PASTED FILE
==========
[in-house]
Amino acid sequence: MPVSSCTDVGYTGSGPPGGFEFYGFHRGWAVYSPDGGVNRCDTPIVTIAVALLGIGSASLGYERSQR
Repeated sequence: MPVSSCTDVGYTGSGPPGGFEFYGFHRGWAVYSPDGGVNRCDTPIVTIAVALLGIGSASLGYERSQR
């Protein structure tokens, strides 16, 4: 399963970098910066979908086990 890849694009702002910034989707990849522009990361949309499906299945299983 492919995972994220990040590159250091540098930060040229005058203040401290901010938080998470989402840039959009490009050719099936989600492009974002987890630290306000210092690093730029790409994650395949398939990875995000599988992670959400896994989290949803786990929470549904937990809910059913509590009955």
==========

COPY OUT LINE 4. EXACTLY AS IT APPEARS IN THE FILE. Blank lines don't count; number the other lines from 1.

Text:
């Protein structure tokens, strides 16, 4: 399963970098910066979908086990 890849694009702002910034989707990849522009990361949309499906299945299983 492919995972994220990040590159250091540098930060040229005058203040401290901010938080998470989402840039959009490009050719099936989600492009974002987890630290306000210092690093730029790409994650395949398939990875995000599988992670959400896994989290949803786990929470549904937990809910059913509590009955």